This opinion will be unpublished and

may not be cited except as provided by

Minn. Stat. § 480A.08, subd. 3 (1998).






Debra K. Cich,



Bruce Rieck, as Domiciliary Foreign Personal

Representative of the Estate of Brian K. Rieck,





Diane L. Rieck,



Principal Mutual Life Insurance Company,



Filed August 8, 2000


Parker, Judge*


St. Louis County District Court

File No. C699600513



Robert H. Magie III, Forest Hutchinson and Associates, 501 Lake Avenue South, Suite 400, Duluth, MN 55802 (for appellant)


Timothy N. Downs, MacDonald & Downs, 306 West Superior Street, Suite 200, Duluth, MN 55802-1973 (for respondent)


            Considered and decided by Halbrooks, Presiding Judge, Peterson, Judge, and Parker, Judge.

U N P U B L I S H E D   O P I N I O N


After decedent died suddenly, a dispute arose over the proceeds of one of his three life insurance policies.  The designated beneficiary was respondent Diane L. Rieck, who had been divorced from decedent for nine years.  Decedent’s fiancé, appellant Debra K. Cich, beneficiary on one of the three policies, sued, arguing that the failure to change the beneficiary was a mistake resulting in unjust enrichment.  The insurer deposited the policy proceeds with the court and was dismissed from the action.  The district court determined that respondent was the designated and lawful beneficiary, concluding that appellant failed to prove by clear and convincing evidence that this would result in unjust enrichment or that a mistake occurred.  Appellant contends the district court clearly abused discretion by failing to impose an equitable constructive trust on the insurance proceeds.  We affirm.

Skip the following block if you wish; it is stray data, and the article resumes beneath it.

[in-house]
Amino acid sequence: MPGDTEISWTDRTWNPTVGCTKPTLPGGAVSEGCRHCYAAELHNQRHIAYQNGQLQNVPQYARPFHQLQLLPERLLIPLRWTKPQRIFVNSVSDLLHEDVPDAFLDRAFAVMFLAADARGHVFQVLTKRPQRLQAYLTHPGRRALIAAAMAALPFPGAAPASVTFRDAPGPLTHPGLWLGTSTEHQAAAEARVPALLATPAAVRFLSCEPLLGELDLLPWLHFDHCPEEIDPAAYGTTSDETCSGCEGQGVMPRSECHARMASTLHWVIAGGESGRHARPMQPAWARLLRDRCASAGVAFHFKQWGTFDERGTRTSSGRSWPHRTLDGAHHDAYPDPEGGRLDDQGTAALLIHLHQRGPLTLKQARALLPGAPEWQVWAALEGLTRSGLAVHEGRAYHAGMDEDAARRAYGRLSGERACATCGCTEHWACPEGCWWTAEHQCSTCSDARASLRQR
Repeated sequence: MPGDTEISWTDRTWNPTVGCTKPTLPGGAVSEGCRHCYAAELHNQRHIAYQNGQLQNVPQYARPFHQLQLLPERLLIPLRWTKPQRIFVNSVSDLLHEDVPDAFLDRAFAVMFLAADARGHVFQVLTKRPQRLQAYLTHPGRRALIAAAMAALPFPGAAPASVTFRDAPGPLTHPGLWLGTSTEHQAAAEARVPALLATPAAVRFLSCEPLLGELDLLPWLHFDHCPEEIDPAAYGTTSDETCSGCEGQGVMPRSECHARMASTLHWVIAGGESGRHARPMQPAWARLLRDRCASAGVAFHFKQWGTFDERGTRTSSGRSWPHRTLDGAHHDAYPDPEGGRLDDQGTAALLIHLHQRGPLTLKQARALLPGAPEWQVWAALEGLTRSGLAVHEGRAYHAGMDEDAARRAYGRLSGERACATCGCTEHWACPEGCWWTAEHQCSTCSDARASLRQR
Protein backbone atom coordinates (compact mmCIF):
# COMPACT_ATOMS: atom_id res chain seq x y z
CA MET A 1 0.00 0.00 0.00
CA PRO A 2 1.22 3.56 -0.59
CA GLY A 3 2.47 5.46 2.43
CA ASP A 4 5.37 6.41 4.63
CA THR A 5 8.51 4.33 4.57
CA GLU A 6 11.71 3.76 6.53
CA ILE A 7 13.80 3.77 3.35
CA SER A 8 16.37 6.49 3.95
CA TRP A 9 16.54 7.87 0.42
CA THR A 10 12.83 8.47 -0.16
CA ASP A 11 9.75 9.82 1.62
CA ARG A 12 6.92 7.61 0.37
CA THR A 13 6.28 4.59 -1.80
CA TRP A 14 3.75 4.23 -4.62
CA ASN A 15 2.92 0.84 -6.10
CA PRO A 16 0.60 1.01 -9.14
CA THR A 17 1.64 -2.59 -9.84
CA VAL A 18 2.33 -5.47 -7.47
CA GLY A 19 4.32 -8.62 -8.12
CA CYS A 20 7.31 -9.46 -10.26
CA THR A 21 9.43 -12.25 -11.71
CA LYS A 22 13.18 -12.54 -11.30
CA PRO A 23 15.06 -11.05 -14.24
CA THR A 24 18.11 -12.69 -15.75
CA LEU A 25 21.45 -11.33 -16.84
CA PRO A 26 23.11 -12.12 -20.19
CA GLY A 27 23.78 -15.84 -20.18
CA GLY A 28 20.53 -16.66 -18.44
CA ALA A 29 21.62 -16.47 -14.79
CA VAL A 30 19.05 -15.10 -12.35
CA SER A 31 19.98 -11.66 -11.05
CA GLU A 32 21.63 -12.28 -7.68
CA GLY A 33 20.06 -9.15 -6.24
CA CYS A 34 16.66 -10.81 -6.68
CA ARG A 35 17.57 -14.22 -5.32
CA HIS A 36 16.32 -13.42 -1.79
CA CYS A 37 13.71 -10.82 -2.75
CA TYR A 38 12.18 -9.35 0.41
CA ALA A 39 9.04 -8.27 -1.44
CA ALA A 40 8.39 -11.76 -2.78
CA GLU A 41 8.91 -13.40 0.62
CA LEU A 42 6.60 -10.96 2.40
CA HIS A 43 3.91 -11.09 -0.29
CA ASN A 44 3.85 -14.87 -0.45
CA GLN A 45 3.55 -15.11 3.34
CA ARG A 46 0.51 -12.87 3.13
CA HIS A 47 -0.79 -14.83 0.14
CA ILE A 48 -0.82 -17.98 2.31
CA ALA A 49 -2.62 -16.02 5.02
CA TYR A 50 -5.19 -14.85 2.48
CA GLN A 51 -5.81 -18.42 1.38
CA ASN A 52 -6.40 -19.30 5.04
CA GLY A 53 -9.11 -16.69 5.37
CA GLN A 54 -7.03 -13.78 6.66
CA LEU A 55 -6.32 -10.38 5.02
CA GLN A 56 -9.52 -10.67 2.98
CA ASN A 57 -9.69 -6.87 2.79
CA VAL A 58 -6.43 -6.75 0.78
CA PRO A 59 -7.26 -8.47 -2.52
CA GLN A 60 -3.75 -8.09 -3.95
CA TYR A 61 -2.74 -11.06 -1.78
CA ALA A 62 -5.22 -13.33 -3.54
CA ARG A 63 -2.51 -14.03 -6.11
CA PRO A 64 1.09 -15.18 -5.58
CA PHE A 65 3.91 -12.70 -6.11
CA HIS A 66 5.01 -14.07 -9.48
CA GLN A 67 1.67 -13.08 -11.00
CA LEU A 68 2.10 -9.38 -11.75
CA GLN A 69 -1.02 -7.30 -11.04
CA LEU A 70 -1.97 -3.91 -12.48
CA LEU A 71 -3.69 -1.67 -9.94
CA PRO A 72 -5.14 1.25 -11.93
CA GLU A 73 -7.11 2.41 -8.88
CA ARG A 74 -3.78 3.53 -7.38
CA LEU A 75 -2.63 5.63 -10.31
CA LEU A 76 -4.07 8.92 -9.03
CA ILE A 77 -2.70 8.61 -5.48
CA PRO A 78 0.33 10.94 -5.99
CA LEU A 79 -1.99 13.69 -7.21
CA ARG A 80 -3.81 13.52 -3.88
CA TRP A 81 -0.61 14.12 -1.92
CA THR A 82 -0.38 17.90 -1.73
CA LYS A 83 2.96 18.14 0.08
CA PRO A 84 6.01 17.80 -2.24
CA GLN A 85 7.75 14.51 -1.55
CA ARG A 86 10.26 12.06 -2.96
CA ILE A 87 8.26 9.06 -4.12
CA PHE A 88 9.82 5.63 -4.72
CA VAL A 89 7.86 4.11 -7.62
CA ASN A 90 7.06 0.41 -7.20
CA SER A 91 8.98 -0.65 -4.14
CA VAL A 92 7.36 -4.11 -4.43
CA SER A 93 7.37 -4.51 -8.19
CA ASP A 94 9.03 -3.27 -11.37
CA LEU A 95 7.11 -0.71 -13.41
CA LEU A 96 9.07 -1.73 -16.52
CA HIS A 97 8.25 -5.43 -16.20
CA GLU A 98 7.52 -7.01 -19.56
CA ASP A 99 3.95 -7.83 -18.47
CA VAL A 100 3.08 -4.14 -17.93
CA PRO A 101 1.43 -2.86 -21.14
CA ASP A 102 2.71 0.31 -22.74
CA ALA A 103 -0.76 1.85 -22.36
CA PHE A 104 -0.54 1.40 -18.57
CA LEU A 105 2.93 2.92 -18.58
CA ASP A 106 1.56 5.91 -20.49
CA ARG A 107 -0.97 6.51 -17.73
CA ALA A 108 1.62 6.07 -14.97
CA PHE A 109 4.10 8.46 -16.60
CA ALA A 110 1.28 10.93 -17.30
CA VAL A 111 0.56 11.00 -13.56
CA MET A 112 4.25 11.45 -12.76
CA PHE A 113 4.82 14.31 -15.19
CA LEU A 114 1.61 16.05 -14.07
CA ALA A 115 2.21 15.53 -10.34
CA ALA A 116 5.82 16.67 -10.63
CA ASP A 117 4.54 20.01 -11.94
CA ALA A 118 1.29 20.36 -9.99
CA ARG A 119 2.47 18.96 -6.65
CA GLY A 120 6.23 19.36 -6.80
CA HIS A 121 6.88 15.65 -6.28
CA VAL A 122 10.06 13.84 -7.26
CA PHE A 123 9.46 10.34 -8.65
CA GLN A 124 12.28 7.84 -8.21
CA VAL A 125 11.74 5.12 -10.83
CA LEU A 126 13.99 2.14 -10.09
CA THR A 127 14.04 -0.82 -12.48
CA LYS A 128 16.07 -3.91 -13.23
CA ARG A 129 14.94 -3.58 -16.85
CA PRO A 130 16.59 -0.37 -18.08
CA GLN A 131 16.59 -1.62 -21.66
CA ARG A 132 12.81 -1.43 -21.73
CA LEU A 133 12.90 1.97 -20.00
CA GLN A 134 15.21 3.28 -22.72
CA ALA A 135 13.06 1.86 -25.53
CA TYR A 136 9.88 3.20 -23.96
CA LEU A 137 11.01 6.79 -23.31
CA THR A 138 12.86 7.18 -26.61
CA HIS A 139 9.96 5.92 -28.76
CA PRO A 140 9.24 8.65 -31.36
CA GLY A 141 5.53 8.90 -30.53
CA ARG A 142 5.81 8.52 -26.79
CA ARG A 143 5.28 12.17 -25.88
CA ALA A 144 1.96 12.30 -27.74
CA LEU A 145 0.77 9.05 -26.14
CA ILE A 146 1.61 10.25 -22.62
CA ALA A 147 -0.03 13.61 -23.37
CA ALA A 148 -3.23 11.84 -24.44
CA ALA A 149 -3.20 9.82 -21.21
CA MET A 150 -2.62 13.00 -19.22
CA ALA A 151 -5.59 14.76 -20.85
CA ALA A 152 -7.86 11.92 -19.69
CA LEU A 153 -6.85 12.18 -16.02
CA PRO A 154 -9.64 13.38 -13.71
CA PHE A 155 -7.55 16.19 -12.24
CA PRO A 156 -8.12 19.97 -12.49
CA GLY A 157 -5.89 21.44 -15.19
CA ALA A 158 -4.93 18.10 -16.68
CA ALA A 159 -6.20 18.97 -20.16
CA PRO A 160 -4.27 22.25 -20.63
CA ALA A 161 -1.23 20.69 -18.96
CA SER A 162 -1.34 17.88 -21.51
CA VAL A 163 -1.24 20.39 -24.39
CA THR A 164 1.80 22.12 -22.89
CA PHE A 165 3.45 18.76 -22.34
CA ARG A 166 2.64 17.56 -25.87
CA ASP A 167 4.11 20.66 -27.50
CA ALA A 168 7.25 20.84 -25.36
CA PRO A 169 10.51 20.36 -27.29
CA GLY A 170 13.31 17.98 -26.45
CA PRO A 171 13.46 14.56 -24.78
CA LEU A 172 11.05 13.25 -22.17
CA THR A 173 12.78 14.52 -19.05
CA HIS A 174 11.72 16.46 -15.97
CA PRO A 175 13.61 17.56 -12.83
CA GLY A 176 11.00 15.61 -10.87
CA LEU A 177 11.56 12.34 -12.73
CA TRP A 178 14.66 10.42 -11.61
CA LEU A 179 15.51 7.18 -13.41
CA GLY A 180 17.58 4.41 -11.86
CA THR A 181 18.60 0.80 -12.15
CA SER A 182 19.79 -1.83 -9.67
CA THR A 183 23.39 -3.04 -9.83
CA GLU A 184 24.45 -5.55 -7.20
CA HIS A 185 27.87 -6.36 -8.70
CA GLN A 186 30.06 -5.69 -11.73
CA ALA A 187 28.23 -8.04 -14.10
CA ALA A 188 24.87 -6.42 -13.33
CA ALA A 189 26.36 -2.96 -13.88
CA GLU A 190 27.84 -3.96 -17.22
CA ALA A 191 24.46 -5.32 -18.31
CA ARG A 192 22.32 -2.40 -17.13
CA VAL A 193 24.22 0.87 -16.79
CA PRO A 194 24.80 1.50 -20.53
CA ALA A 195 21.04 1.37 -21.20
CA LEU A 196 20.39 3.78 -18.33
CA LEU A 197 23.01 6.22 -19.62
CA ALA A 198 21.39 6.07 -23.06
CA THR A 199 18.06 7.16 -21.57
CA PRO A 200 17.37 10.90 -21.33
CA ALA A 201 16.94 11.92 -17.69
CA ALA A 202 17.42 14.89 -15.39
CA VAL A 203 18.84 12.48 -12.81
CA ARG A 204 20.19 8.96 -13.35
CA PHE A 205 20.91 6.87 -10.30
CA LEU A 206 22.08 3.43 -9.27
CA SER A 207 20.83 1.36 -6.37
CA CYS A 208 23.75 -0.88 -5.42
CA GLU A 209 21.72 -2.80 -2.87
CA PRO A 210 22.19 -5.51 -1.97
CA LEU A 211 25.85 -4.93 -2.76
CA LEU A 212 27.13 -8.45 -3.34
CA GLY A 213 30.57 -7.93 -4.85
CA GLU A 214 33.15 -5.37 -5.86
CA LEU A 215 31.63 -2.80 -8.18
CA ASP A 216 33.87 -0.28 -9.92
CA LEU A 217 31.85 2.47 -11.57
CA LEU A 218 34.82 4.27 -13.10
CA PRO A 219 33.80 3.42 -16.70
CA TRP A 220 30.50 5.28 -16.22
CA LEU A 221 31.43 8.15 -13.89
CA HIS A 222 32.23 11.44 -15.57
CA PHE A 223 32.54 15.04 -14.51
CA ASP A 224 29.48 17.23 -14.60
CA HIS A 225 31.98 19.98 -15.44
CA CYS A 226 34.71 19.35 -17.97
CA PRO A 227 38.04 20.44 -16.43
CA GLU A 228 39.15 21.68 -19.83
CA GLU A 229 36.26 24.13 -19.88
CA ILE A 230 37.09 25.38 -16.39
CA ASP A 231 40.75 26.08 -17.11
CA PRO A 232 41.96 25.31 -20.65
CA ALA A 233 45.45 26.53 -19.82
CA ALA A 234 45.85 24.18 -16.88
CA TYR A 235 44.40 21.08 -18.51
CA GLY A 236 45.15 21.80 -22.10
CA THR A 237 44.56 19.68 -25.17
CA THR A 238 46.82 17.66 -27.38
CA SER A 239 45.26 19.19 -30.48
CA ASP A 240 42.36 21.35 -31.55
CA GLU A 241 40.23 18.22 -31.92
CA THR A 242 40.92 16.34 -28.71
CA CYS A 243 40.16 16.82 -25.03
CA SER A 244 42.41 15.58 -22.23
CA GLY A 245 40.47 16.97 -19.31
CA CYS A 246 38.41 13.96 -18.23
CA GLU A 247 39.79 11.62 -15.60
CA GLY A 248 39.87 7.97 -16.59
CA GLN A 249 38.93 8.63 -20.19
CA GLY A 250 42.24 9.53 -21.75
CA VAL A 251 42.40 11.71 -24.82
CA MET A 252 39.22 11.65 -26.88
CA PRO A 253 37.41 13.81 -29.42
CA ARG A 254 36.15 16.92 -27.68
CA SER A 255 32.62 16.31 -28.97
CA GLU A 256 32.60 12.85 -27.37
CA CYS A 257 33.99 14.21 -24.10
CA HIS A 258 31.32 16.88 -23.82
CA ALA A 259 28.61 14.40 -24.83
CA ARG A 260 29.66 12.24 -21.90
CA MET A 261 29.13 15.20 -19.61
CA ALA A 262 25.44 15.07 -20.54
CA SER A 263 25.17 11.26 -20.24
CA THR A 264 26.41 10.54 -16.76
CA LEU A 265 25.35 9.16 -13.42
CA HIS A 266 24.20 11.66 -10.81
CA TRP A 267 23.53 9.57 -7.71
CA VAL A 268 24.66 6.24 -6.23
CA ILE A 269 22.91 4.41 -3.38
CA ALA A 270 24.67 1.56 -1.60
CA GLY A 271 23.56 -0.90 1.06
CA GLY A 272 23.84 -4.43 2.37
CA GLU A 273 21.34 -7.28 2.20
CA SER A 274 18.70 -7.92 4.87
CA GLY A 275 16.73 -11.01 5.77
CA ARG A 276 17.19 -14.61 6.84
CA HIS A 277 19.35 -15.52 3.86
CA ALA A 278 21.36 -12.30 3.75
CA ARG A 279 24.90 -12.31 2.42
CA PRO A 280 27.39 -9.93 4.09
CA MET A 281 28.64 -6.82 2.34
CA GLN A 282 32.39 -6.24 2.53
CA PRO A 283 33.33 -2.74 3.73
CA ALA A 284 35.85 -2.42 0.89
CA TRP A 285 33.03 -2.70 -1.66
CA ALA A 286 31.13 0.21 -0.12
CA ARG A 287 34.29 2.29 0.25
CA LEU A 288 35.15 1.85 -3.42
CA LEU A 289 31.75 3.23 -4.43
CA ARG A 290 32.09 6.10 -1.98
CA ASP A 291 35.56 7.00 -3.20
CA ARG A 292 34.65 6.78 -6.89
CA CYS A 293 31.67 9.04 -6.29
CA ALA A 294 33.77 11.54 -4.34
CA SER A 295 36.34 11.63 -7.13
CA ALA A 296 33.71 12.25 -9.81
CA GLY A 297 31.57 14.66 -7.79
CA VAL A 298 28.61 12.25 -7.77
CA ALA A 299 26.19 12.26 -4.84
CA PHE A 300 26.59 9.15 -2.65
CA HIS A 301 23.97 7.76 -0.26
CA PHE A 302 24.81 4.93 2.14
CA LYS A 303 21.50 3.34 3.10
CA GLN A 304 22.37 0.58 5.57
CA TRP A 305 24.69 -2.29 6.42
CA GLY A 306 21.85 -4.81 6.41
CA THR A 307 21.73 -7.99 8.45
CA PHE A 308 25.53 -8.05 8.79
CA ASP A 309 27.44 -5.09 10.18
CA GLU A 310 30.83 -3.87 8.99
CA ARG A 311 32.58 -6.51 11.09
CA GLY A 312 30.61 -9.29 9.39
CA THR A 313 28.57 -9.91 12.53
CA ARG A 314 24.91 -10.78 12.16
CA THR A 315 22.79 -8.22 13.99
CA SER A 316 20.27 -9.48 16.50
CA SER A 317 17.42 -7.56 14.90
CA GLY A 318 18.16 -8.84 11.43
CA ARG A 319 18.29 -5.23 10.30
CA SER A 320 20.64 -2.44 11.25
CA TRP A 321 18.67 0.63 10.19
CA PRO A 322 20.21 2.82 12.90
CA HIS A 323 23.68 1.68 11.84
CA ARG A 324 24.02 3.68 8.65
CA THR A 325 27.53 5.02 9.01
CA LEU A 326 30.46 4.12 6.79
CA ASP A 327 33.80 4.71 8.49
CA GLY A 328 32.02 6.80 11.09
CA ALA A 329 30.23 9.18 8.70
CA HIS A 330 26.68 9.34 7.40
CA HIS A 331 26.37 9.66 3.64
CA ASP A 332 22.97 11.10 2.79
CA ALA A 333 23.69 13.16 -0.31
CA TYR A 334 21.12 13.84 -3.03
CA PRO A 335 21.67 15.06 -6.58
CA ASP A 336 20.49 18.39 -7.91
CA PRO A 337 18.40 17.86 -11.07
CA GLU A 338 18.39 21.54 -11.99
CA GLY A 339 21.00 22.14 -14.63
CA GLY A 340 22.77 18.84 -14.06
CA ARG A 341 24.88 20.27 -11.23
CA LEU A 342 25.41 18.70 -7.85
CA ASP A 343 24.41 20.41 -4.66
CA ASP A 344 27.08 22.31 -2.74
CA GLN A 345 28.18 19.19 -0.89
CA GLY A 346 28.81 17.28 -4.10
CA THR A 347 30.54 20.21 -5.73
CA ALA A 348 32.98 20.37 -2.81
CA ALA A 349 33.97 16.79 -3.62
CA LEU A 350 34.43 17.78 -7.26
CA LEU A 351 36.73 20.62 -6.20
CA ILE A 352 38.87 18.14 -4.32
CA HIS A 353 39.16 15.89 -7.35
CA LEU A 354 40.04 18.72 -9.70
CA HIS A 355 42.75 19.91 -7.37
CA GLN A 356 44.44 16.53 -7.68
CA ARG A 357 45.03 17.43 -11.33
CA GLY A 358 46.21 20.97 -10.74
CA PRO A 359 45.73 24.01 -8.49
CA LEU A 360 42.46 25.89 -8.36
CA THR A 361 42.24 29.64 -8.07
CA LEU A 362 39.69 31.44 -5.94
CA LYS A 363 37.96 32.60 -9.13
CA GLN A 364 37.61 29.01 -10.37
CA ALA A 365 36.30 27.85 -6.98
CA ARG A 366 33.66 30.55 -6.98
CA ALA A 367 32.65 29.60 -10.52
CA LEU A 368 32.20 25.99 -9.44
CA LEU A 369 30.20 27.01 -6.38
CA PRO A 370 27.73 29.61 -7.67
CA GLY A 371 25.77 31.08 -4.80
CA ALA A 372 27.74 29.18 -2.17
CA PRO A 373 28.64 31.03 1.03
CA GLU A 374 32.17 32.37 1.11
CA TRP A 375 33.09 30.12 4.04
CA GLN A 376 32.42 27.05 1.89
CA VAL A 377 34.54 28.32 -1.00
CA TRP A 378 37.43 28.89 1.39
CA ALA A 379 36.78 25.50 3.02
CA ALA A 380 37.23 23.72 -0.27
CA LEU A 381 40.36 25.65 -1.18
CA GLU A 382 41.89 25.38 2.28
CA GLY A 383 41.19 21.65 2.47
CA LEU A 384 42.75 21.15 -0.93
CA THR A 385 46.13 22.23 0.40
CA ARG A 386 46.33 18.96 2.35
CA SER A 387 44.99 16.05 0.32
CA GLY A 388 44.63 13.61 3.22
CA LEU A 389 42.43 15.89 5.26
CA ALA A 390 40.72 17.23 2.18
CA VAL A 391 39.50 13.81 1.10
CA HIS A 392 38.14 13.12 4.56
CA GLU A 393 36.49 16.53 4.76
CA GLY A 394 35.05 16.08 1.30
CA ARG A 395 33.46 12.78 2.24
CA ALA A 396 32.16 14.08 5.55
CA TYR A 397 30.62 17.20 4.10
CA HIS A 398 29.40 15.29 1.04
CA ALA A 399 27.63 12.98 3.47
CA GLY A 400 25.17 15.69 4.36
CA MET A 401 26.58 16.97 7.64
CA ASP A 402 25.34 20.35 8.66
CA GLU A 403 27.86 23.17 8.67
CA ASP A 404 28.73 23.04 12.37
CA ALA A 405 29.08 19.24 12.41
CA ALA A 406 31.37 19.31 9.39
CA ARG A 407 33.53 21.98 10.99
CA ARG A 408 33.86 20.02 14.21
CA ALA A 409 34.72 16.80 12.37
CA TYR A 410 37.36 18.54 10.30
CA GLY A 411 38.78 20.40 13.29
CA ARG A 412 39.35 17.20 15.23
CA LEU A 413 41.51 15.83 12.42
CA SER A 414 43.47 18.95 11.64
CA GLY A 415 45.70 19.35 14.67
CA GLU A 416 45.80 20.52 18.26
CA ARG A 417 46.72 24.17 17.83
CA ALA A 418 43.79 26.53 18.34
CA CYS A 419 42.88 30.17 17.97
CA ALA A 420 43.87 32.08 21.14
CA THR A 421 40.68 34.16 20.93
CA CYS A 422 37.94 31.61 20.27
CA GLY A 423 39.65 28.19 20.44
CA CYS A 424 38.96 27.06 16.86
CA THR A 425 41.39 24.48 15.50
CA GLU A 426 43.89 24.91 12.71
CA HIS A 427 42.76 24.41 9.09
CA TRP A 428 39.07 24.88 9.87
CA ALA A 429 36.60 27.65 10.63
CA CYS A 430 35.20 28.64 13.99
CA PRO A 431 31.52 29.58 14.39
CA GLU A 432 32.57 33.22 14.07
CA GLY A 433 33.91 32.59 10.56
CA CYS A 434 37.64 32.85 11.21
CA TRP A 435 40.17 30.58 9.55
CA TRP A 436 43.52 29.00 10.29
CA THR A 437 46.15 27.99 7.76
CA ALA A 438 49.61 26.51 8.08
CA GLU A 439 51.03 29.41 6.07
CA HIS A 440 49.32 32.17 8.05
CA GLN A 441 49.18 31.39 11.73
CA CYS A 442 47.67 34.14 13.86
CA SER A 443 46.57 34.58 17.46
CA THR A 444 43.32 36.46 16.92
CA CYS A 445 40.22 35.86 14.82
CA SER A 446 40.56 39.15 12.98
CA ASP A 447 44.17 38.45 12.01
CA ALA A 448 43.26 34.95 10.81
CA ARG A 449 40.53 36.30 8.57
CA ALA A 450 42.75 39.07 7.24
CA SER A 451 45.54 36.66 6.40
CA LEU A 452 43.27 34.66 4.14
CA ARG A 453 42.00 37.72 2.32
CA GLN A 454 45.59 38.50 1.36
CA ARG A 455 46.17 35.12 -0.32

A constructive trust is an equitable remedy designed to prevent unjust enrichment.  Knox v. Knox, 222 Minn. 477, 481, 25 N.W.2d 225, 228 (1946).  We have defined unjust enrichment as the knowing receipt and unjust retention of something of value to which one is not entitled.  Southtown Plumbing, Inc. v. Har-Ned Lumber Co., 493 N.W.2d 137, 140 (Minn. App. 1992).  There is no specific formula to determine when to impose a constructive trust.  Head v. Metropolitan Life Ins. Co., 449 N.W.2d 449, 455 (Minn. App. 1989), review denied (Minn. Feb. 21, 1990).  A court, however, may impose a constructive trust when “there is clear and convincing evidence that such imposition is justified to prevent unjust enrichment.”  Wilson v. Skogerboe, 379 N.W.2d 696, 698-99 (Minn. App. 1986) (citation omitted).

            Appellant argues that respondent has been unjustly enriched because decedent never intended for respondent, having already received a fair and equitable portion of the marital estate from the divorce proceedings, to remain the named beneficiary on a work-related life insurance policy associated with a long-term disability plan.  She argues that decedent intended to change the beneficiary designation and that he failed to do so purely by mistake.

            Minnesota uses a two-part test to determine whether a beneficiary designation has effectively been changed:

(1) whether there was intent to change the beneficiary by the insured; and (2) whether the insured acted affirmatively or otherwise did substantially all possible to show intention whether or not she complied with policy change of beneficiary provisions.